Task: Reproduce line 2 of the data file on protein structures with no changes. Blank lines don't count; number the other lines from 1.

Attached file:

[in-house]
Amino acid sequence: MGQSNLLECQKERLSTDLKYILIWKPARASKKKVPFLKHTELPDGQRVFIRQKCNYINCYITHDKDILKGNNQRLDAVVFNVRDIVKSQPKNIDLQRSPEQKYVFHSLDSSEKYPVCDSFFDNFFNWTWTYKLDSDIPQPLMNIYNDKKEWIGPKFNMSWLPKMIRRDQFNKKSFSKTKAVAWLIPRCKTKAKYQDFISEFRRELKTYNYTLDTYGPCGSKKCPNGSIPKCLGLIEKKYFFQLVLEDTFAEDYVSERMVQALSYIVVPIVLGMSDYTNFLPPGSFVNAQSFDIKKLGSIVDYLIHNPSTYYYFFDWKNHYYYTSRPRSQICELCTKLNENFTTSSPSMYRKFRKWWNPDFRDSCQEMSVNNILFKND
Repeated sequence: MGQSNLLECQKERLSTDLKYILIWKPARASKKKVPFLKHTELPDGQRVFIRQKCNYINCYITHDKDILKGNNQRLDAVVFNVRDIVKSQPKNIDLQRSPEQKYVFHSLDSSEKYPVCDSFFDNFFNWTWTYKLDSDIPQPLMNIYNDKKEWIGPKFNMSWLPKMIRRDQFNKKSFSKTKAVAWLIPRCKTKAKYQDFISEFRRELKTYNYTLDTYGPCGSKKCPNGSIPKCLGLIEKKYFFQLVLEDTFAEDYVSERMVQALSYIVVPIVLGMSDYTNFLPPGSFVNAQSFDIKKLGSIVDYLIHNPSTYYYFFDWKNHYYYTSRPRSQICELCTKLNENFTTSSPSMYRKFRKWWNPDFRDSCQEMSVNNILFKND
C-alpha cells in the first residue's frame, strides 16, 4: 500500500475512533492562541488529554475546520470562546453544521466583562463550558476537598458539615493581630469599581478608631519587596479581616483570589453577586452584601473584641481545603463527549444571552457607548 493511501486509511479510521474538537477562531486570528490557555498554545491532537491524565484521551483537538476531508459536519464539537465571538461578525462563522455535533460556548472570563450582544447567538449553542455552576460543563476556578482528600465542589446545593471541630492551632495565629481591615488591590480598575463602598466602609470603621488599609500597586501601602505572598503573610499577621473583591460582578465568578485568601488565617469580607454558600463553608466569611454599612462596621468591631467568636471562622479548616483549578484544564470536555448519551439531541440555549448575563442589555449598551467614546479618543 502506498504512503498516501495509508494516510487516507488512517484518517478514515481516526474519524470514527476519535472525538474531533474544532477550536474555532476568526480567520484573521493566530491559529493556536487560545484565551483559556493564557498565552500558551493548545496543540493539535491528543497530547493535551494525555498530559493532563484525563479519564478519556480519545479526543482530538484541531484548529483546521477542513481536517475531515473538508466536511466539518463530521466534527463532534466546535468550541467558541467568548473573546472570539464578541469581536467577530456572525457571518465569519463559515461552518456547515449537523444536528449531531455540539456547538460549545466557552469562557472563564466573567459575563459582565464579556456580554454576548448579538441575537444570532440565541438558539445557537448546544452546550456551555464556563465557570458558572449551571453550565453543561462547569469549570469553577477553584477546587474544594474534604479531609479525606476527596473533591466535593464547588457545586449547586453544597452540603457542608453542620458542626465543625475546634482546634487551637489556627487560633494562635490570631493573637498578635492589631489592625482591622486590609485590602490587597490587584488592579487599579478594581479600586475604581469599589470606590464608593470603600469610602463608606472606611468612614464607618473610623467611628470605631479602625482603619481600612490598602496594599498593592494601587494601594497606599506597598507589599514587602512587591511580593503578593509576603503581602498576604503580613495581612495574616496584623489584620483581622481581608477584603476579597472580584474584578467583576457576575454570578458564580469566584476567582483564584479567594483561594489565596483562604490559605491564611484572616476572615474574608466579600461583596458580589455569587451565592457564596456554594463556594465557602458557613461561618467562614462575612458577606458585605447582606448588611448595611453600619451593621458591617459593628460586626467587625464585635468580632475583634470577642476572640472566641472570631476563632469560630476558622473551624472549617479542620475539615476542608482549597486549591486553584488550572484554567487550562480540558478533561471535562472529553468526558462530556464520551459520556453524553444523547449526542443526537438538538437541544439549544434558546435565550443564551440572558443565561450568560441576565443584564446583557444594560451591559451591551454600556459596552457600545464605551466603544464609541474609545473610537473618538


Amino acid sequence: MGQSNLLECQKERLSTDLKYILIWKPARASKKKVPFLKHTELPDGQRVFIRQKCNYINCYITHDKDILKGNNQRLDAVVFNVRDIVKSQPKNIDLQRSPEQKYVFHSLDSSEKYPVCDSFFDNFFNWTWTYKLDSDIPQPLMNIYNDKKEWIGPKFNMSWLPKMIRRDQFNKKSFSKTKAVAWLIPRCKTKAKYQDFISEFRRELKTYNYTLDTYGPCGSKKCPNGSIPKCLGLIEKKYFFQLVLEDTFAEDYVSERMVQALSYIVVPIVLGMSDYTNFLPPGSFVNAQSFDIKKLGSIVDYLIHNPSTYYYFFDWKNHYYYTSRPRSQICELCTKLNENFTTSSPSMYRKFRKWWNPDFRDSCQEMSVNNILFKND